Psalm 105:30
Their land brought forth frogs in abundance, in the chambers of their kings.
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EXPOSITORY (ENGLISH BIBLE)
105:24-45 As the believer commonly thrives best in his soul when under the cross; so the church also flourishes most in true holiness, and increases in number, while under persecution. Yet instruments shall be raised up for their deliverance, and plagues may be expected by persecutors. And see the special care God took of his people in the wilderness. All the benefits bestowed on Israel as a nation, were shadows of spiritual blessings with which we are blessed in Christ Jesus. Having redeemed us with his blood, restored our souls to holiness, and set us at liberty from Satan's bondage, he guides and guards us all the way. He satisfies our souls with the bread of heaven, and the water of life from the Rock of salvation, and will bring us safely to heaven. He redeems his servants from all iniquity, and purifies them unto himself, to be a peculiar people, zealous of good works.See an account of these plagues in Exodus 6-11. Compare Psalm 78:43-51. This is mostly a mere enumeration of the plagues in the order in which they occurred, but without, of course, the details of the circumstances attending them. There are no circumstances mentioned here which require particular explanation. 29-31. He deprived them of their favorite "fish," and gave them instead, [Ps 105:30] out of the water, loathsome "frogs," and (Ps 105:31) upon their land tormenting "flies" (the dog-fly, according to Maurer) and "lice" (gnats, according to Hengstenberg). Their land; their country; for otherwise they were produced by their rivers, Exodus 8:3.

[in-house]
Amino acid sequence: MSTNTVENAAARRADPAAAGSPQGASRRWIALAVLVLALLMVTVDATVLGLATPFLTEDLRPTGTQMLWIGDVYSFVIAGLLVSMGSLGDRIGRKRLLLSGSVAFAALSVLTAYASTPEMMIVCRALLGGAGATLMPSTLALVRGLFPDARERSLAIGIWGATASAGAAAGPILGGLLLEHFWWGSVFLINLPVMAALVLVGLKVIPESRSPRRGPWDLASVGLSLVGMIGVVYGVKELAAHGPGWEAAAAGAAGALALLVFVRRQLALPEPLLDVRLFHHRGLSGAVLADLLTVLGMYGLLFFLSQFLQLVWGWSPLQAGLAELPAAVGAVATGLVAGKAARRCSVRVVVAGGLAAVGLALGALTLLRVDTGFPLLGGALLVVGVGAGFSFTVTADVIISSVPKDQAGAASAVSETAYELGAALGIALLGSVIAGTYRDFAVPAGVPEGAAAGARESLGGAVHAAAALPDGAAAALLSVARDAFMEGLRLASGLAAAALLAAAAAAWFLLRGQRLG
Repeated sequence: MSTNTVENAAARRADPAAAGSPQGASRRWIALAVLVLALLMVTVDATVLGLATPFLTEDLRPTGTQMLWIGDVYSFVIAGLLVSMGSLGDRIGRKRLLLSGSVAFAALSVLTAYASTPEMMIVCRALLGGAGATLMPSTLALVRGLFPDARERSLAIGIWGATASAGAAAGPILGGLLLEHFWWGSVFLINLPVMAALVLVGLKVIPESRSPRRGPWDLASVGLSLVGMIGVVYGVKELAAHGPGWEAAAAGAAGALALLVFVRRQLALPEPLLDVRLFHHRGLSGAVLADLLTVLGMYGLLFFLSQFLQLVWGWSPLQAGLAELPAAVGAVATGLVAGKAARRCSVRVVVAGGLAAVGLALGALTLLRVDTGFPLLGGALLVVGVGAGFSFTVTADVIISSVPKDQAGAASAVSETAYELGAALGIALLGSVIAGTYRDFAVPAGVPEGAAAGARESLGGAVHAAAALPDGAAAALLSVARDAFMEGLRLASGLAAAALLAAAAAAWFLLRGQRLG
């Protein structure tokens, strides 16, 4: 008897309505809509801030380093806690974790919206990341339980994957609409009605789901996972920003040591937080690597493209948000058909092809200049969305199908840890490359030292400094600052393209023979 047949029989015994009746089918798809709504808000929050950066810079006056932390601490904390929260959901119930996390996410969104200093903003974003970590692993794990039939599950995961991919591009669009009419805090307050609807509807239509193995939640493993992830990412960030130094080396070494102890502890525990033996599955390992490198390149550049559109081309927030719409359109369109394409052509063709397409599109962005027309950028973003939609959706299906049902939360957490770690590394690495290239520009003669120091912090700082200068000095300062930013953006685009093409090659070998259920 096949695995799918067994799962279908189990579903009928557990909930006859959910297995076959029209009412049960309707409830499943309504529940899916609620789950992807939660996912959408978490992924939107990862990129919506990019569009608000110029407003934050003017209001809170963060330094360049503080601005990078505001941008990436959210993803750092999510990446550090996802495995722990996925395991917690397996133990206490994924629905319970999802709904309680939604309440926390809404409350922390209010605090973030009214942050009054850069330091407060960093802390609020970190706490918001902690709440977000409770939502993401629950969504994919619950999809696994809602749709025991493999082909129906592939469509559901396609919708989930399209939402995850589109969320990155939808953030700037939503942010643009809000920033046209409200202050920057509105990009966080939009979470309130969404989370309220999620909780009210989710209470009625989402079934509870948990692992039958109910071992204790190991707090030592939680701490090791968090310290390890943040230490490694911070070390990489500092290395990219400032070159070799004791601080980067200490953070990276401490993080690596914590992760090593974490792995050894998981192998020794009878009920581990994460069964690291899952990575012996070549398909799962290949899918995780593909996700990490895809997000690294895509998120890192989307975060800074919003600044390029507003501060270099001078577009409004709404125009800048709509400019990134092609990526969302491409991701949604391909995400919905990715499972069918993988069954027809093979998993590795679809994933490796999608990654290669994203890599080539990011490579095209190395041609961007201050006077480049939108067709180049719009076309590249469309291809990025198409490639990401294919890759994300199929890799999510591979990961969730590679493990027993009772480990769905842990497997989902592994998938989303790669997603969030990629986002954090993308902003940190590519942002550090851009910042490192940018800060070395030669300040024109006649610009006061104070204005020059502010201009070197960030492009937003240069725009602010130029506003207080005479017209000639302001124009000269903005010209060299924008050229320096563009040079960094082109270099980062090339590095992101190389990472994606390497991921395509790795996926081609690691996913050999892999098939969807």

In the chambers; which entered into

the chambers. Of their kings; of Pharaoh and his sons, and his chief nobles and governors of provinces under him; for such persons are oft called kings in Scripture, Judges 1:7 1 Kings 20:1,12 Isa 19:2. Their land brought forth frogs in abundance,.... The land of Egypt, the moist, marshy, and watery places of it, the banks of the river Nile, out of the slime and mud of which these sprung; or, as Kimchi observes, wherever there were waters in the land there were frogs, for these came out of the streams, rivers, and ponds; this is the second plague, Exodus 8:3.

In the chambers of their kings; that is, they came into the chambers of their kings; not that they were produced there; they entered not only into the kneadingtroughs, and ovens, and bedchambers of the common people, but into the chambers of the king, and his sons, and his nobles, and princes of the land, who may be called in the plural number kings; see Isaiah 10:8, with these compare the three unclean spirits, like frogs, under the pouring out of the sixth vial, that will go forth to the kings of the earth, and gather them to the battle of the Lord God Almighty; by whom are meant the emissaries of Rome, priests and Jesuits; so called for their impurity and impudence, for their noise and loquaciousness, and for he ways and means they use to get into the cabinet councils of princes, and prevail upon them to do things which will issue in their ruin; see Revelation 16:13.

Their land brought forth frogs in abundance, in the chambers of their kings.
EXEGETICAL (ORIGINAL LANGUAGES)